V6 still not supported

Joe Maimon jmaimon at jmaimon.com
Wed Mar 23 20:06:03 UTC 2022


Michael Thomas wrote:
>
> On 3/23/22 11:53 AM, Joe Maimon wrote:
>>
>>
>> Michael Thomas wrote:
> IETF can't force people to adopt things, film at 11. They certainly 
> can't control people's saltiness from something that happened 30 years 
> ago. IPv6 is manifestly deployable for operators that want to. If 
> others don't want to deploy it in the face of the predictable address 
> crunch, that's on the operators and not anybody else. Vendors will 
> build patches and hacks and other abominations if somebody is willing 
> to pay for it. If you like CGN, by all means deploy it from a vendor 
> standpoint. If you don't like CGN either then, well, you're sort of 
> screwed. Going back and relitigating ipng is not ever going to happen.
>
> Mike
>
>

Which is why the IETF should not engineer things under the assumption 
that they can.

Which is why the IETF should not be citing IPv6 as cause to deny efforts 
on IPv4.

Because as you say, at this point, even if you dont like CGN, the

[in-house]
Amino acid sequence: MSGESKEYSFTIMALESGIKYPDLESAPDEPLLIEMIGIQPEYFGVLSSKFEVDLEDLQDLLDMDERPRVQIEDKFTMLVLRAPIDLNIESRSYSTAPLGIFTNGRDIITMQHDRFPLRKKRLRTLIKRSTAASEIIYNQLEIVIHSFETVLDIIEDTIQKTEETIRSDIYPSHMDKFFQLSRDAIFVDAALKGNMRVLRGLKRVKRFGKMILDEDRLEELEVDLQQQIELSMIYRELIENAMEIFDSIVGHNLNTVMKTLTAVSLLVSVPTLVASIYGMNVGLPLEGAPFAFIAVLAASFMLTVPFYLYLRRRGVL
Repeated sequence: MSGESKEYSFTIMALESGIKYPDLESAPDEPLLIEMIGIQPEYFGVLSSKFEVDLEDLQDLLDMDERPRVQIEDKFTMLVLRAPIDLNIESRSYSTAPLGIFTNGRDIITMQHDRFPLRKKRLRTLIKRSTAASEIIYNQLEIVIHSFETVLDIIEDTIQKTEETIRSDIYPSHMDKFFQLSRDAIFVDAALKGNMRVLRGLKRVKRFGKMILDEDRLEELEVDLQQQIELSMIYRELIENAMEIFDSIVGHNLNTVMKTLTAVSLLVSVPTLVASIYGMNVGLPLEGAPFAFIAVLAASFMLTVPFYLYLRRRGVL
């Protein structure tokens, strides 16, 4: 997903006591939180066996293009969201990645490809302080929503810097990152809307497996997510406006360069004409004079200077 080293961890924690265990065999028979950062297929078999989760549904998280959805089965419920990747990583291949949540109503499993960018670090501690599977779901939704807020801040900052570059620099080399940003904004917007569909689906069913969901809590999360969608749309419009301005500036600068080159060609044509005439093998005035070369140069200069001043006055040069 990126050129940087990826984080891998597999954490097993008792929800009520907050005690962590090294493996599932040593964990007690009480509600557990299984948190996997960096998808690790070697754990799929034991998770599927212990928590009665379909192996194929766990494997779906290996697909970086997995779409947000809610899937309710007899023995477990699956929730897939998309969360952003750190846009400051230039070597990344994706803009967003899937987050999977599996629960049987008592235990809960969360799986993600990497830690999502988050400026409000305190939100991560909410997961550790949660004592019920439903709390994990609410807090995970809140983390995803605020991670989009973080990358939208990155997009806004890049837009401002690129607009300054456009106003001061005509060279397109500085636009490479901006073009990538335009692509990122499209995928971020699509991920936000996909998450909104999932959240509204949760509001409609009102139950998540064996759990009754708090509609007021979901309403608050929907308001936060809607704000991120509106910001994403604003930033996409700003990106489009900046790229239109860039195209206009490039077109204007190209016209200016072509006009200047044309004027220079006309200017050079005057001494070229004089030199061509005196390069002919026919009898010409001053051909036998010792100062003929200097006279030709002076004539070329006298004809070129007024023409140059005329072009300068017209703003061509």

internet is sort of screwed.

And the reasons that IPv6 is not deployed everywhere it could or even 
should be are myriad. Perhaps unpredictable. That reasons would abound 
was predictable.

Network A deploying IPv6 does not do nearly as much to help A as it does 
when B-Z do, which is the core problem of IPv6 transition. You can 
understand then that even in the face of shortage IPv6 is only one of 
the options on the table at network A for short term alleviation. And 
usually not even the one with most bang per buck. Those who can choose 
D) all of the above, the rest prioritize based on resources and various 
locally defined assessments and analysis. Also unpredictable, but 
predictable that they would exist.

Bygones are bygones, but not if the behavior persists.

Yes, I understand referring to the IETF as an individual entity is 
grossly oversimplifying.

Joe


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